Five top ideas to be a successful newbie investor
Updated: Jun 4
Great advice if you are new to the area of saving and investing for the long term - or need a reminder on how to succeed.
Young people’s financial habits are frequently in the spotlight and usually for a valid reason; student debt is going up, living costs are an ever-increasing cause for concern, as saving for a home deposit is so daunting, that many young people have given up on the dream of one day making it on the first rung of the property ladder.
Young people are different from previous generations – not because of an overwhelming desire to be different – but because so many young people came of age during the 2008 financial slump, which hugely shaped their thinking towards saving and investing compared to other generations.
The Institute for Fiscal Studies reveals individuals in their 20s are earning 5% less than what they should, with those in their 30s 7% worse off, based on pre-financial crash growth rates. It is no wonder that 53% of those in their 20s had no money in a savings account or an ISA between 2014 and 2016. A figure which has risen from 41% in 2008.
While there many reasons why millennial financial habits may be different from previous people, there is little reason why it should hold them back from planning for their financial future. While investing was once reserved for wealthy people with access to a personal financial adviser, improvements in technology have made it a lot easier to get started from just £1.
Here are a few tips on how to become a successful first-time investor for those who are starting out.
Time is your greatest friend! The earlier people start, the more they can reap the benefits of compound interest over the long term. What’s compound interest? It is the principle that any interest your money earns, will also earn more interest, and the bigger your balance grows, the bigger those interest payments will get. For example, if you invest £1000 at 5% you have £1050 at the end of the year. Then next year, that £50 will also earn interest, and although the number looks small, compound interest is one of the key drivers of investment growth over the long term.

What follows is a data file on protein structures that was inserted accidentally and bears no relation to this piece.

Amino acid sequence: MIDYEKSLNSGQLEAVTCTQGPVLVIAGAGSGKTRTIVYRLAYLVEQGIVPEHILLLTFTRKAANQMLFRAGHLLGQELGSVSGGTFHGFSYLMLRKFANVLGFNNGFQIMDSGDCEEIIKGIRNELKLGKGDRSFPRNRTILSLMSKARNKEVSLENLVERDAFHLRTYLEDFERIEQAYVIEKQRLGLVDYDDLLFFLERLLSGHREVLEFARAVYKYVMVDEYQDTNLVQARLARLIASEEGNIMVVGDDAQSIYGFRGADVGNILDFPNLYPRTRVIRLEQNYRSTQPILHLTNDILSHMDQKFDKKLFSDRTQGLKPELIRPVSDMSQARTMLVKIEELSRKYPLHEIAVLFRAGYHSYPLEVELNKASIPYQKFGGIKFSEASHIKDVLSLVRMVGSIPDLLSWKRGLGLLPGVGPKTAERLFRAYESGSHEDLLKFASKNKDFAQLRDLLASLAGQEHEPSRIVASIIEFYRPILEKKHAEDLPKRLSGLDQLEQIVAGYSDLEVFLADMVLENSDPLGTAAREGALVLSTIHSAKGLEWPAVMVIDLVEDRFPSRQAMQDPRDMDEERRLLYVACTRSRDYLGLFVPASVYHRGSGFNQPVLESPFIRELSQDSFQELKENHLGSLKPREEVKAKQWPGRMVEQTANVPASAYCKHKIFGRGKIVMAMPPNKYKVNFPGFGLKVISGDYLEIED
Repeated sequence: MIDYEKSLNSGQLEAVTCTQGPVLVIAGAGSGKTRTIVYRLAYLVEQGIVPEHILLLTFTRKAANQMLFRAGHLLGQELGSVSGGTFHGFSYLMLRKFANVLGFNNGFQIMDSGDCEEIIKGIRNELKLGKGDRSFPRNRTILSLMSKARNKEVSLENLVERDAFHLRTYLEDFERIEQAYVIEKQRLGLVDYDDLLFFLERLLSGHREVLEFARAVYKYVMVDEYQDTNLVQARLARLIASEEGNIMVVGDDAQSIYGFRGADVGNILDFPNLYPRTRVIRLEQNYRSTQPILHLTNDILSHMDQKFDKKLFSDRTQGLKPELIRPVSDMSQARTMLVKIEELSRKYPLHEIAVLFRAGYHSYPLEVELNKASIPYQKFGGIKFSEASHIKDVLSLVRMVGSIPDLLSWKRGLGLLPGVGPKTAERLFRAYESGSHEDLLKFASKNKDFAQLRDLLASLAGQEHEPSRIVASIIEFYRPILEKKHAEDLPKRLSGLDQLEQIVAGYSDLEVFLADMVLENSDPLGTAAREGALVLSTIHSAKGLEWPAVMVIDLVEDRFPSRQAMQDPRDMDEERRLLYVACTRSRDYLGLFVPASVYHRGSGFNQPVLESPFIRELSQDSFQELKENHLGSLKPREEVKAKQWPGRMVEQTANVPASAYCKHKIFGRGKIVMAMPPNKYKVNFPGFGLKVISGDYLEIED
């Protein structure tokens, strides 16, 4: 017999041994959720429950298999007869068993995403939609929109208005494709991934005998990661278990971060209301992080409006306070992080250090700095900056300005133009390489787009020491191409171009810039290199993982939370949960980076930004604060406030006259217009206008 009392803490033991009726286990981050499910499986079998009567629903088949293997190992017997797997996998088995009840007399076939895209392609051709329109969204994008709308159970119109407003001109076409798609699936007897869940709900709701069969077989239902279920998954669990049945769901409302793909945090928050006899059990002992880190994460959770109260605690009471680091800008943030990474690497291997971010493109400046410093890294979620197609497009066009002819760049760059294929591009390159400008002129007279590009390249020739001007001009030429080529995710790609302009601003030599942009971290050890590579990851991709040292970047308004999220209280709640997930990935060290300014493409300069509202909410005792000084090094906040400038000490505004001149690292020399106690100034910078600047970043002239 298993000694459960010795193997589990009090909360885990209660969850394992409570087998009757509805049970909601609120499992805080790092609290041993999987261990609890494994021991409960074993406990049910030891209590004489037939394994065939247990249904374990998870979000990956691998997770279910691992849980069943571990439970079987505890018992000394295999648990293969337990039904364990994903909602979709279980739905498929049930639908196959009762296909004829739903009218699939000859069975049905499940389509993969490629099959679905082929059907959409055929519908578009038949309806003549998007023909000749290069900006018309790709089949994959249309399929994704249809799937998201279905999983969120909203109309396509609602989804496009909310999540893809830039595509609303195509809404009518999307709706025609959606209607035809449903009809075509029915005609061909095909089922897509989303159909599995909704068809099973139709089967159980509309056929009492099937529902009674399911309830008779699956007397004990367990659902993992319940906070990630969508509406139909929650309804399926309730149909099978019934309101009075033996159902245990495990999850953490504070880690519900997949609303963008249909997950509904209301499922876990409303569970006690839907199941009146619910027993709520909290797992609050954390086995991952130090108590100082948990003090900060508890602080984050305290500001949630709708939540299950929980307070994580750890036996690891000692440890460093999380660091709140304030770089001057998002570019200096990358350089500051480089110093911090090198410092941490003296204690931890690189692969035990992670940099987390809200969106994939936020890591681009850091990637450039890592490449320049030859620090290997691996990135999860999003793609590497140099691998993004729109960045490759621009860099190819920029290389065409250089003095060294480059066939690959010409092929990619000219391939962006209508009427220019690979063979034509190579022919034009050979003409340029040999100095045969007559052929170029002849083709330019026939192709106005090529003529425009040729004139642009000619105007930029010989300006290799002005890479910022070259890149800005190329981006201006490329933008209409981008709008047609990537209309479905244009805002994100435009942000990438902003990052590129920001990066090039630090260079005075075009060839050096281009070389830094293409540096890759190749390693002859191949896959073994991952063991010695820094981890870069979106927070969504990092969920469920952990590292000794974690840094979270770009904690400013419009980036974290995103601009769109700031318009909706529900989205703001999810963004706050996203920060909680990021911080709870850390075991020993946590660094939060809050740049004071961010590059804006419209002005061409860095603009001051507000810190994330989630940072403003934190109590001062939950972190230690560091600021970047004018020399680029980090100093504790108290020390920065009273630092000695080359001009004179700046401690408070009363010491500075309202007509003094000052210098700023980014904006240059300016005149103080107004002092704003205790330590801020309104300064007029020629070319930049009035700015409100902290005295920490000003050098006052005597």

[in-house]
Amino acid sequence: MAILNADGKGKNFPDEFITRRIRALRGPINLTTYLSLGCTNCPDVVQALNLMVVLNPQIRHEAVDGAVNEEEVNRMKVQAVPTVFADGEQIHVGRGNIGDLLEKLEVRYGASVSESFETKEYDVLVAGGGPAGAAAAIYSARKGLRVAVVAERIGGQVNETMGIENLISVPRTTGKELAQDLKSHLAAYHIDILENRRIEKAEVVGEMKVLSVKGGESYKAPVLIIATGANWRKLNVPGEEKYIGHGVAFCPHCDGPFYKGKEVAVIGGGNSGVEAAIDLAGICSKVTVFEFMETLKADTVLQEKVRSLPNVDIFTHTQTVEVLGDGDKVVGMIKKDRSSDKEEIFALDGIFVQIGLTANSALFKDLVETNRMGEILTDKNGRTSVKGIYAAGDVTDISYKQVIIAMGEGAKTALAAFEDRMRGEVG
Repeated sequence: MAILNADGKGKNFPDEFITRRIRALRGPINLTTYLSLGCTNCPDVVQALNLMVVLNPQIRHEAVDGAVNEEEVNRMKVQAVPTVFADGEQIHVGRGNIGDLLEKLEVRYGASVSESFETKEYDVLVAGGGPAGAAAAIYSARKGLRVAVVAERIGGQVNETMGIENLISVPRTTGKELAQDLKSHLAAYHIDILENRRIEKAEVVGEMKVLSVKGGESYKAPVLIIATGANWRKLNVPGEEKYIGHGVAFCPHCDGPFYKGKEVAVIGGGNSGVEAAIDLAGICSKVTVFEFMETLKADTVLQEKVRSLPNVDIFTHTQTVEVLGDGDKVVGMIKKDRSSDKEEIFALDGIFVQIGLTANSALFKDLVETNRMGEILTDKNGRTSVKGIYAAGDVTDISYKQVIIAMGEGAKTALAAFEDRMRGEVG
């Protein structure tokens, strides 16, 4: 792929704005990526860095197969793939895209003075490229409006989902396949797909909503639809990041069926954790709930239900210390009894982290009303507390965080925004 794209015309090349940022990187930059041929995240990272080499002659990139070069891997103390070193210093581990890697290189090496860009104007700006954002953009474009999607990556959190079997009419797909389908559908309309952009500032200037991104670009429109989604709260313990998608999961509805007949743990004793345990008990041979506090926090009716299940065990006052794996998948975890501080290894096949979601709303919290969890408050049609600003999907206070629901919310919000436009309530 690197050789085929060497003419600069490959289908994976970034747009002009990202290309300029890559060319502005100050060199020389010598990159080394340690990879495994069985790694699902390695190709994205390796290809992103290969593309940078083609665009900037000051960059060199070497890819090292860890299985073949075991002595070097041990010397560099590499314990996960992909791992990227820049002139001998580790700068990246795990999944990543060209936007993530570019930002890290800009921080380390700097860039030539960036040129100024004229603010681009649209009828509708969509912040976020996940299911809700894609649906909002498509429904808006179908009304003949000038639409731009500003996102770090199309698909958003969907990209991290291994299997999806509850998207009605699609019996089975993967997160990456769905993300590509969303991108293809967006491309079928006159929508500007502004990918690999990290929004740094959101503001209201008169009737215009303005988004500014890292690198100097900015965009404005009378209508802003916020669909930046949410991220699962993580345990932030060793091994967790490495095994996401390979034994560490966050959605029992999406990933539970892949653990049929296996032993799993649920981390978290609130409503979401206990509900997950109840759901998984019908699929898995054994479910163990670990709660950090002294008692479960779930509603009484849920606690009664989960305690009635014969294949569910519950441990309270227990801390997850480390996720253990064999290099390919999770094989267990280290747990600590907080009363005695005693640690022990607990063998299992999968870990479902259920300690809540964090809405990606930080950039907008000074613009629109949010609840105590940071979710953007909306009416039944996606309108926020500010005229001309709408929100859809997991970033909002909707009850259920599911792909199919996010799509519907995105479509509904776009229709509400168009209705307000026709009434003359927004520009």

Diversify your investment portfolio!
The phrase ‘don’t put all your eggs in one basket’ also applies when you are investing. Make sure you are not only selecting stocks from the same asset class or country. For example, do not have all your money in United Kingdom stocks only, but make sure you are getting a slither of other global markets as well. A great way to do this is to invest in an index fund that follows the entire market – giving you exposure to a lot of businesses and companies – versus placing all your money on one stock market.
Keep your costs down!
The average fees paid by investors in the United Kingdom is 2.6% for management and investment advice. While it may not be a large amount in the short term, over a long period, you could be wasting tens of thousands of pounds of your hard-earned investments. Look around and make sure all fees are displayed clearly. A good rule is you should never be paying more than 1% of what you are investing as a fee.
Set your plan and leave it!
This rule applies to your investments. The very best way to take the emotion out of investing is to automate it. A direct debit from your bank into a saving or investing account is a perfect way to trick yourself into saving even more money, and when it comes to investing it will mean you are less likely to react out fear when faced with market volatility.
Keep to your plans!
Focus on what you are trying to achieve in the long run when you have a plan in place. If you are saving for retirement but are not planning on retiring in the next 10 years, do not focus on the short term. What happens now should not really matter to you as you have the benefit of more time.
While it may be very tempting to follow the daily headlines, drown out the daily words of what is happening in the market. As you will be a more successful investor if you stay the course. Reacting when markets are good, or when markets are down will not help you achieve your long-term goals.